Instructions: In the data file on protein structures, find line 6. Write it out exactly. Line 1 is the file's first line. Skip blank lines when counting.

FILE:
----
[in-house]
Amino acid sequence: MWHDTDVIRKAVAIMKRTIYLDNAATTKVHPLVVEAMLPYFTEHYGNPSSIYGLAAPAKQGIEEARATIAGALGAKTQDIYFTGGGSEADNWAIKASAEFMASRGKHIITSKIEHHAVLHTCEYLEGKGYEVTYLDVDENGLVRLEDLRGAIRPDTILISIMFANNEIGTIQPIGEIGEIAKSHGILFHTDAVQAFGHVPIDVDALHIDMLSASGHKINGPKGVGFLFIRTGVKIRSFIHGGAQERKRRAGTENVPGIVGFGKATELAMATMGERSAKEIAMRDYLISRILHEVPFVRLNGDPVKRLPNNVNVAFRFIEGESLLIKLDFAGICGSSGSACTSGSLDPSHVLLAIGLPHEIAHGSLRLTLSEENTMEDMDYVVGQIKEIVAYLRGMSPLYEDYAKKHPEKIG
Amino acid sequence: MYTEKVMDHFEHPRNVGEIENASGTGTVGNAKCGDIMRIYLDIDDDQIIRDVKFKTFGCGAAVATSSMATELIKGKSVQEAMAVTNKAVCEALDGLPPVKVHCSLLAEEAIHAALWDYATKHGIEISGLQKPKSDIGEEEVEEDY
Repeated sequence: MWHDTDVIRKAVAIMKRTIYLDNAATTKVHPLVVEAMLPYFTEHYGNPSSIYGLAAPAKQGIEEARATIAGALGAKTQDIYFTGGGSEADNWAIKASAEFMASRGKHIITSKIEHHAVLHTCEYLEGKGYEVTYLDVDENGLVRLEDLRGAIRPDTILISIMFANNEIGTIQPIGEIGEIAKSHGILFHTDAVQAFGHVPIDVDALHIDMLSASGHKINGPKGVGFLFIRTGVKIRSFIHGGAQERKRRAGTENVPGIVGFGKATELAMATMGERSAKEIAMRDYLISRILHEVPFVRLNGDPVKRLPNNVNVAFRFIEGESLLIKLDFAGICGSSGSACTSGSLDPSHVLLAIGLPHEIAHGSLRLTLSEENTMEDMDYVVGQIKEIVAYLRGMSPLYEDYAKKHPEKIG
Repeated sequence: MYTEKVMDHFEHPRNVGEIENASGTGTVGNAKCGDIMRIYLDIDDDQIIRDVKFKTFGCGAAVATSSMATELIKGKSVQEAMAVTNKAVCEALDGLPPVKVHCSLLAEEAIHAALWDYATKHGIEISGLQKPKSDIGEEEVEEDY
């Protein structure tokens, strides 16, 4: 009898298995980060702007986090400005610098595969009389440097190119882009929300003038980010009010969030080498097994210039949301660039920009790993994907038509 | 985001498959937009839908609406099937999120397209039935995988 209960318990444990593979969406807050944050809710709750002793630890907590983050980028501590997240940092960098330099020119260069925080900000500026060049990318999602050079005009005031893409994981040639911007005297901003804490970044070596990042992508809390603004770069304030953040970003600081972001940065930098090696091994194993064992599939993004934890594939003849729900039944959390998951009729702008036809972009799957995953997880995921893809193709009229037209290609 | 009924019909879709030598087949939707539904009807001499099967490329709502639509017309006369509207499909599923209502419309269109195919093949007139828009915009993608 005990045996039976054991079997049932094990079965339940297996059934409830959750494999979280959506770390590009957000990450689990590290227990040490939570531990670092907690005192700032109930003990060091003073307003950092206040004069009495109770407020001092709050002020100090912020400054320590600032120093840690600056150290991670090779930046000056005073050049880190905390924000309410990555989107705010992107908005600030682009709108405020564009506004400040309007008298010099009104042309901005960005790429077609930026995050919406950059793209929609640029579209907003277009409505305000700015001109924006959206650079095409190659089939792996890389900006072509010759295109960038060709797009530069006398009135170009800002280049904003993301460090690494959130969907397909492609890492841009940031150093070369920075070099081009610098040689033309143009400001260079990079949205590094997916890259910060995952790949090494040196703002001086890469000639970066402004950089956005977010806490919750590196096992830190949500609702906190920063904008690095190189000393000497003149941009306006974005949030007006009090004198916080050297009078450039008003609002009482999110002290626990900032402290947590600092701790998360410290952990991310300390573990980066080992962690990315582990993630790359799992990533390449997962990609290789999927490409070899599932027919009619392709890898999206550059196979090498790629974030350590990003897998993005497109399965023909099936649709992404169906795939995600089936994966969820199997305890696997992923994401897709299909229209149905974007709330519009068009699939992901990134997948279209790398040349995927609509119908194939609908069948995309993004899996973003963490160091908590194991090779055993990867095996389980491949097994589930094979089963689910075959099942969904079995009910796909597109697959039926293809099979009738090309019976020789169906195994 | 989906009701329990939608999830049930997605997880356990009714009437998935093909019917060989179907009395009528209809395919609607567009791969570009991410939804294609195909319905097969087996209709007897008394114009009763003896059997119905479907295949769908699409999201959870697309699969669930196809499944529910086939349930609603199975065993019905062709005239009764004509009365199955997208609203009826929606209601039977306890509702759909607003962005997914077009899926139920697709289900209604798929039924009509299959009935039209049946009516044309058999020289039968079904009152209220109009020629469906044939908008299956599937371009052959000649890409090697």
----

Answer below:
């Protein structure tokens, strides 16, 4: 009898298995980060702007986090400005610098595969009389440097190119882009929300003038980010009010969030080498097994210039949301660039920009790993994907038509 | 985001498959937009839908609406099937999120397209039935995988 209960318990444990593979969406807050944050809710709750002793630890907590983050980028501590997240940092960098330099020119260069925080900000500026060049990318999602050079005009005031893409994981040639911007005297901003804490970044070596990042992508809390603004770069304030953040970003600081972001940065930098090696091994194993064992599939993004934890594939003849729900039944959390998951009729702008036809972009799957995953997880995921893809193709009229037209290609 | 009924019909879709030598087949939707539904009807001499099967490329709502639509017309006369509207499909599923209502419309269109195919093949007139828009915009993608 005990045996039976054991079997049932094990079965339940297996059934409830959750494999979280959506770390590009957000990450689990590290227990040490939570531990670092907690005192700032109930003990060091003073307003950092206040004069009495109770407020001092709050002020100090912020400054320590600032120093840690600056150290991670090779930046000056005073050049880190905390924000309410990555989107705010992107908005600030682009709108405020564009506004400040309007008298010099009104042309901005960005790429077609930026995050919406950059793209929609640029579209907003277009409505305000700015001109924006959206650079095409190659089939792996890389900006072509010759295109960038060709797009530069006398009135170009800002280049904003993301460090690494959130969907397909492609890492841009940031150093070369920075070099081009610098040689033309143009400001260079990079949205590094997916890259910060995952790949090494040196703002001086890469000639970066402004950089956005977010806490919750590196096992830190949500609702906190920063904008690095190189000393000497003149941009306006974005949030007006009090004198916080050297009078450039008003609002009482999110002290626990900032402290947590600092701790998360410290952990991310300390573990980066080992962690990315582990993630790359799992990533390449997962990609290789999927490409070899599932027919009619392709890898999206550059196979090498790629974030350590990003897998993005497109399965023909099936649709992404169906795939995600089936994966969820199997305890696997992923994401897709299909229209149905974007709330519009068009699939992901990134997948279209790398040349995927609509119908194939609908069948995309993004899996973003963490160091908590194991090779055993990867095996389980491949097994589930094979089963689910075959099942969904079995009910796909597109697959039926293809099979009738090309019976020789169906195994 | 989906009701329990939608999830049930997605997880356990009714009437998935093909019917060989179907009395009528209809395919609607567009791969570009991410939804294609195909319905097969087996209709007897008394114009009763003896059997119905479907295949769908699409999201959870697309699969669930196809499944529910086939349930609603199975065993019905062709005239009764004509009365199955997208609203009826929606209601039977306890509702759909607003962005997914077009899926139920697709289900209604798929039924009509299959009935039209049946009516044309058999020289039968079904009152209220109009020629469906044939908008299956599937371009052959000649890409090697």